When managers in organisations are asked why they do not hold their people accountable, they typically provide a list of reasons which fall neatly into the categories of Willing; Able; and Allowed. But the reason which is not given, which is actually the primary reason why managers do not hold their people accountable, is that managers have not clarified and agreed what each person is accountable for in the first place.
The typical Willing, Able and Allowed reasons are shown below.
Only very occasionally do managers say that they don’t hold their people accountable because they don’t know what to hold them accountable for. The reason they don’t know what to hold their people accountable for, they say, is because they have not sat down and clarified and agreed this with them. And the reason they haven’t done so is that they have assumed that their people already know what they are accountable for.
I first came across this problem of assuming that people know what they are accountable for many years ago when I was working with a client on a gold mine in Tanzania. I was in discussion with two people, a manager and his direct report (who, in the manager’s view, was grossly underperforming).
At a point in the conversation I posed this question to the direct report: “What (pointing to the manager) do you think he is paying you for?”
When the direct report had given his response, his manager exploded: “What!? That is the last thing I am paying you for. What I am paying you for is …”
Afterwards I asked the manager why he had not clarified his expectations with his direct report. Why had he not literally taken what was in his head, voiced it, and confirmed that this was what the other person also had in his head? The reason, in short, was because he had assumed that what was in his head and what was in his direct report’s head were identical.
The assumption that people know what is expected of them, or that expectations between parties is both clear and aligned, is a common problem and one that I am only too guilty of. Two examples, spring to mind.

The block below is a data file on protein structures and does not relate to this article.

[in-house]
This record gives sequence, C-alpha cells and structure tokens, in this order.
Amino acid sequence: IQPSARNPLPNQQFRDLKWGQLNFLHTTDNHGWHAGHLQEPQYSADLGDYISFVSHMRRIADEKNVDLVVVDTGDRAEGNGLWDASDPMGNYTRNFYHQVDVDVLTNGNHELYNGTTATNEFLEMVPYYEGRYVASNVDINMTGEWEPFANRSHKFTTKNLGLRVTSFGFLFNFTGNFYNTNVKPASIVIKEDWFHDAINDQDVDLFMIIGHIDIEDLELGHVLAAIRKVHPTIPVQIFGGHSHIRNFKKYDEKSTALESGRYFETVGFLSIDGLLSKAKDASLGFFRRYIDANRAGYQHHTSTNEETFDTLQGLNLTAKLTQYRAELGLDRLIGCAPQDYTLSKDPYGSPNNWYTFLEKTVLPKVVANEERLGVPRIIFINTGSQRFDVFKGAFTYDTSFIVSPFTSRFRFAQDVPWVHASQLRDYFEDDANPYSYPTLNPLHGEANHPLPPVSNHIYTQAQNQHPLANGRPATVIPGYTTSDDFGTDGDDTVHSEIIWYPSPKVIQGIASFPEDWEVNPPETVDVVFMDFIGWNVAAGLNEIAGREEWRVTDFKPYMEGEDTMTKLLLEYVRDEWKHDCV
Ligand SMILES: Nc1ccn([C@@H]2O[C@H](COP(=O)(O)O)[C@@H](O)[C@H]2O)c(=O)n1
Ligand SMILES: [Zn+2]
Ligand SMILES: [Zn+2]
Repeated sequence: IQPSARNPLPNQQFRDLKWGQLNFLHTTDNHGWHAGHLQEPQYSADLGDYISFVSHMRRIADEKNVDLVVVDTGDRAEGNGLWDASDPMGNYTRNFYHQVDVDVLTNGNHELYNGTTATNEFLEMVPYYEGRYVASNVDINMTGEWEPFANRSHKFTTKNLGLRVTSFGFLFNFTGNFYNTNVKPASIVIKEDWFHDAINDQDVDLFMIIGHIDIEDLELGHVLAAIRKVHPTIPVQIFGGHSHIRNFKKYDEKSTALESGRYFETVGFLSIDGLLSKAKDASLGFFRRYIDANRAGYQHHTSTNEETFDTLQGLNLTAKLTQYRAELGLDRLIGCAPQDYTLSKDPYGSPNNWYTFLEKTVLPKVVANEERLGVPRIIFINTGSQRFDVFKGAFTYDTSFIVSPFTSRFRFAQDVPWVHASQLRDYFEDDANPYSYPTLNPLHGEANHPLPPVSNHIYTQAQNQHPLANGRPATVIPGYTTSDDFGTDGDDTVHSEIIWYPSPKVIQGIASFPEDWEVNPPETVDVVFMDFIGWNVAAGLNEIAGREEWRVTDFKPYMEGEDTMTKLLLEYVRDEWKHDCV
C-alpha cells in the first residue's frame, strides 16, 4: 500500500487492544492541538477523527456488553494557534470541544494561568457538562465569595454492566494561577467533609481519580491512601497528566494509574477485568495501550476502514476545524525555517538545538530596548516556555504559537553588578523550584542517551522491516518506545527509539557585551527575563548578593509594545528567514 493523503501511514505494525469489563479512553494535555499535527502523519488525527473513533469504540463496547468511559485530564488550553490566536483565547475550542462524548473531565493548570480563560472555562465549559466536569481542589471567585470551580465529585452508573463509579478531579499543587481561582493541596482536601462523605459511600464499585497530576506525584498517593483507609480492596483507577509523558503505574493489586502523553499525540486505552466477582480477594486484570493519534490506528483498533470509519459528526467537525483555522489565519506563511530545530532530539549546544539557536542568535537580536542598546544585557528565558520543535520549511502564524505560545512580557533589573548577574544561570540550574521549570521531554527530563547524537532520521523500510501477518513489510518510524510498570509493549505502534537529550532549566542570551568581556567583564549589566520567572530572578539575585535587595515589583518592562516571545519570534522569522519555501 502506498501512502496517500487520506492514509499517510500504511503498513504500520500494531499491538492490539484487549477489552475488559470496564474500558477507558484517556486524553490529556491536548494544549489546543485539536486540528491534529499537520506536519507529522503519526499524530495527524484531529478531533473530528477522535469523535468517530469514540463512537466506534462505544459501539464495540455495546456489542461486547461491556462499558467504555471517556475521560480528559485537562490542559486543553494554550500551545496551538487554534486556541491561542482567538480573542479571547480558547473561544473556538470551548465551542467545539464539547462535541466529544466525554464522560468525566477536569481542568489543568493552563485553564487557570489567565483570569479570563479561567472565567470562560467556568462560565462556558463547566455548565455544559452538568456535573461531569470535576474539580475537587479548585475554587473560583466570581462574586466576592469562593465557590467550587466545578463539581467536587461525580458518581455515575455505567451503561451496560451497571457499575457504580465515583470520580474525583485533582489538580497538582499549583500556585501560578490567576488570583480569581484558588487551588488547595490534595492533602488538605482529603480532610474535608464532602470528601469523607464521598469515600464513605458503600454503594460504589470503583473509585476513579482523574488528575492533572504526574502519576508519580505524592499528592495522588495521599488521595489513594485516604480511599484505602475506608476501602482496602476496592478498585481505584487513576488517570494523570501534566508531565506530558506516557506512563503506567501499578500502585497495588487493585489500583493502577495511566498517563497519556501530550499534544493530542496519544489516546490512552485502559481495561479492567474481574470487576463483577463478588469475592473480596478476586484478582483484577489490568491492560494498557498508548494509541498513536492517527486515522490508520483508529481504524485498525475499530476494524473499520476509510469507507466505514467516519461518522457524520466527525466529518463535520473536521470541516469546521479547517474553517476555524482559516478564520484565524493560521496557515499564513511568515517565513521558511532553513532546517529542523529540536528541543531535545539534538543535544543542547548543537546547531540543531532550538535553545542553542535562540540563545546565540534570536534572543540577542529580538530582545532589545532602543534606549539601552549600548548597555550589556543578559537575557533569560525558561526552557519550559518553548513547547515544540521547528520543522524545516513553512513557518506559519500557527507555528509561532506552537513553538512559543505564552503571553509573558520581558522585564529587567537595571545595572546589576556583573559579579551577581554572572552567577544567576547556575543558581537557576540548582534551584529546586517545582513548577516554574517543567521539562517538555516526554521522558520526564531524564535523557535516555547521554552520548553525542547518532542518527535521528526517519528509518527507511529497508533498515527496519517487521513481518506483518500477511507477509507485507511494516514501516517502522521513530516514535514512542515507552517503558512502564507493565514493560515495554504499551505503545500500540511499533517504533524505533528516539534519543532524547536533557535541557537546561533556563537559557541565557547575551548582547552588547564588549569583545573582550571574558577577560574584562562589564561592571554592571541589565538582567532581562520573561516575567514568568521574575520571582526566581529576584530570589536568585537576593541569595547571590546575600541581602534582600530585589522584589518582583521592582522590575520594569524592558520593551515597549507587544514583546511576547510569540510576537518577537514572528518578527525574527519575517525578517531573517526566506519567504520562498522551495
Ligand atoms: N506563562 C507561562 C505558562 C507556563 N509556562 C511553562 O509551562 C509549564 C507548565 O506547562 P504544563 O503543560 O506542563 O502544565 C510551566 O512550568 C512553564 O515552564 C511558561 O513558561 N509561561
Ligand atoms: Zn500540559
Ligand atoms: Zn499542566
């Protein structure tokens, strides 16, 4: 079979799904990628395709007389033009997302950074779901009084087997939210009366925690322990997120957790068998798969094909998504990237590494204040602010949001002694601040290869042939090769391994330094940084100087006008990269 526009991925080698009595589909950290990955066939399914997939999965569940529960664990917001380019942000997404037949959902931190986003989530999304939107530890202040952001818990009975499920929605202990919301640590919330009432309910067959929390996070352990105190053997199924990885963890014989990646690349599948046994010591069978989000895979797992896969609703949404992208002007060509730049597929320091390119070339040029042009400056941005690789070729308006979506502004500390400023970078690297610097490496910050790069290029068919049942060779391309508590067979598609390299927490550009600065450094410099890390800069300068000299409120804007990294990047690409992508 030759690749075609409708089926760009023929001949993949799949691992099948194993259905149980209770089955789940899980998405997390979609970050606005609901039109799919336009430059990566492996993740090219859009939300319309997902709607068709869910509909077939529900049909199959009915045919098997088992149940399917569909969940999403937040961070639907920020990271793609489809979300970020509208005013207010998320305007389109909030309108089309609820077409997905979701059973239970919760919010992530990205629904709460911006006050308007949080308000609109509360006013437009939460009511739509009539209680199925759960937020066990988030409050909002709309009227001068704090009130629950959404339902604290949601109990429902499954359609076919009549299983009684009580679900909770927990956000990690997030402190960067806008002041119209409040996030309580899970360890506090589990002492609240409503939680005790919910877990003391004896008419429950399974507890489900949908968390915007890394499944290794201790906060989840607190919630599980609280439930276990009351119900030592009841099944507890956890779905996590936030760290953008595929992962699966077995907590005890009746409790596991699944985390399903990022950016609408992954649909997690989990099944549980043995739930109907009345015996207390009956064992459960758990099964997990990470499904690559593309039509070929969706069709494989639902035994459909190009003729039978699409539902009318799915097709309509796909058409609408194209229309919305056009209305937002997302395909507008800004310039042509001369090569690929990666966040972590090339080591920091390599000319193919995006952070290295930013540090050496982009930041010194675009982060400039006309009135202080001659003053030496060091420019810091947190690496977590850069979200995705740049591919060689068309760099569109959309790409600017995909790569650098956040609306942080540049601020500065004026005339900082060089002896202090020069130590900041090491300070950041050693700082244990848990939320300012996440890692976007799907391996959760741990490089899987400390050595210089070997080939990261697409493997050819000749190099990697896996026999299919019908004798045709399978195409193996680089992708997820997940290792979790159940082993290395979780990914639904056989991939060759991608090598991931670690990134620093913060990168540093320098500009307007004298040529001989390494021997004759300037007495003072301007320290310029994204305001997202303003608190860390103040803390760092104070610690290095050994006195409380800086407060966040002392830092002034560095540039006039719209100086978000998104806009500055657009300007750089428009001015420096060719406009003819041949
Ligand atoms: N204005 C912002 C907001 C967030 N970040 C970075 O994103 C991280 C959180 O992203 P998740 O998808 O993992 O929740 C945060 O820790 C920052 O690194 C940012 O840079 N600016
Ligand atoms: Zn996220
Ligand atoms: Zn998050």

The first pertains to a business partnership that I was in. Two new partners came on board. During this process there was no sitting down and engaging in conversation about expectations. I did not say, “This is what I’m expecting you to bring to the party”. Nor did I ask, “Is this what you can/want to bring or do you have another view?” A year later, one of the new partners exited the business. My view was that he had not lived up to hopes and expectations. His view? I really don’t know. I just know that the relationship did not survive the experience.
More recently, it occurred to me that my expectations of Legitimate Leadership associates and what they believed was expected from them, were not necessarily one and the same. My expectations went way beyond excellent delivery on work contracted and agreed with clients. I documented my expectations and then held frank discussions with each associate around the question: “What are you willing and able to contribute in the next 90 days?” The results were truly amazing. To my embarrassment, one associate said it was the most useful discussion that she had ever had with me! Other associates reported feeling far more responsible than previously, following this exercise.
Since then I have been overawed by the increase in contribution made!
So it seems that although a lack of courage and care, inadequate skills and a non-conducive environment all have a role to play in a lack of holding people accountable, the number one Accountability Thief is actually a lack of clarity.
Clarity refers to people knowing what is expected of them, what their contribution in the context of the results to be achieved actually is, and how their contribution impacts on organisational performance. Clarifying and agreeing contribution, now and going forward, is one of the most critical enablers of contribution. Without clarity, value-added contribution is not possible.
In the words of Marcus Buckingham: “There is no such thing as a confused productive employee.”